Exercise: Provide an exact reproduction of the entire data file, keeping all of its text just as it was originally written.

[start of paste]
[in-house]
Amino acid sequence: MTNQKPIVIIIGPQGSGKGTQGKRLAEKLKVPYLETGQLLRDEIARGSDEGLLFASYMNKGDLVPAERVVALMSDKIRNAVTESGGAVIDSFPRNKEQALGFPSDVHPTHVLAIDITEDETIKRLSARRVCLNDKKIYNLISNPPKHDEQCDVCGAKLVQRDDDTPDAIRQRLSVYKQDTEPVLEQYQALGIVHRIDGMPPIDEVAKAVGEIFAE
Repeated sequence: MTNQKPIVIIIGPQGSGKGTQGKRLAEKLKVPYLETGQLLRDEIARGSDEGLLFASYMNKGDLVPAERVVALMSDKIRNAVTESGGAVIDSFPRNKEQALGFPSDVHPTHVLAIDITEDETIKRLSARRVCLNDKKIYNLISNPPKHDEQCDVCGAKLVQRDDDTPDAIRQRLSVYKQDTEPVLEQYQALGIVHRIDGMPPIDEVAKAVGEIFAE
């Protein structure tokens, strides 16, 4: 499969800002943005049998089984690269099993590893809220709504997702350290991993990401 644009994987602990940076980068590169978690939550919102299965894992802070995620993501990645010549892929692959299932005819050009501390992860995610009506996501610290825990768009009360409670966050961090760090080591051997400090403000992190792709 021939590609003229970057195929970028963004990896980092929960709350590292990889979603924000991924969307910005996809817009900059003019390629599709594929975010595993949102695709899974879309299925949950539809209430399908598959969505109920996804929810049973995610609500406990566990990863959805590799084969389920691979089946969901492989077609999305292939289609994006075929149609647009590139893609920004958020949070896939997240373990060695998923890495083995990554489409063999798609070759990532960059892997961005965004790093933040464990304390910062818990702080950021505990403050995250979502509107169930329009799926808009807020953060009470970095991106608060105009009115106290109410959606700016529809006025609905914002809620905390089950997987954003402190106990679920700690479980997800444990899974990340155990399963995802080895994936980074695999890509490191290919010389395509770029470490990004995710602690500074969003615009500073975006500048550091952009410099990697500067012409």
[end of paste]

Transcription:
[in-house]
Amino acid sequence: MTNQKPIVIIIGPQGSGKGTQGKRLAEKLKVPYLETGQLLRDEIARGSDEGLLFASYMNKGDLVPAERVVALMSDKIRNAVTESGGAVIDSFPRNKEQALGFPSDVHPTHVLAIDITEDETIKRLSARRVCLNDKKIYNLISNPPKHDEQCDVCGAKLVQRDDDTPDAIRQRLSVYKQDTEPVLEQYQALGIVHRIDGMPPIDEVAKAVGEIFAE
Repeated sequence: MTNQKPIVIIIGPQGSGKGTQGKRLAEKLKVPYLETGQLLRDEIARGSDEGLLFASYMNKGDLVPAERVVALMSDKIRNAVTESGGAVIDSFPRNKEQALGFPSDVHPTHVLAIDITEDETIKRLSARRVCLNDKKIYNLISNPPKHDEQCDVCGAKLVQRDDDTPDAIRQRLSVYKQDTEPVLEQYQALGIVHRIDGMPPIDEVAKAVGEIFAE
């Protein structure tokens, strides 16, 4: 499969800002943005049998089984690269099993590893809220709504997702350290991993990401 644009994987602990940076980068590169978690939550919102299965894992802070995620993501990645010549892929692959299932005819050009501390992860995610009506996501610290825990768009009360409670966050961090760090080591051997400090403000992190792709 021939590609003229970057195929970028963004990896980092929960709350590292990889979603924000991924969307910005996809817009900059003019390629599709594929975010595993949102695709899974879309299925949950539809209430399908598959969505109920996804929810049973995610609500406990566990990863959805590799084969389920691979089946969901492989077609999305292939289609994006075929149609647009590139893609920004958020949070896939997240373990060695998923890495083995990554489409063999798609070759990532960059892997961005965004790093933040464990304390910062818990702080950021505990403050995250979502509107169930329009799926808009807020953060009470970095991106608060105009009115106290109410959606700016529809006025609905914002809620905390089950997987954003402190106990679920700690479980997800444990899974990340155990399963995802080895994936980074695999890509490191290919010389395509770029470490990004995710602690500074969003615009500073975006500048550091952009410099990697500067012409």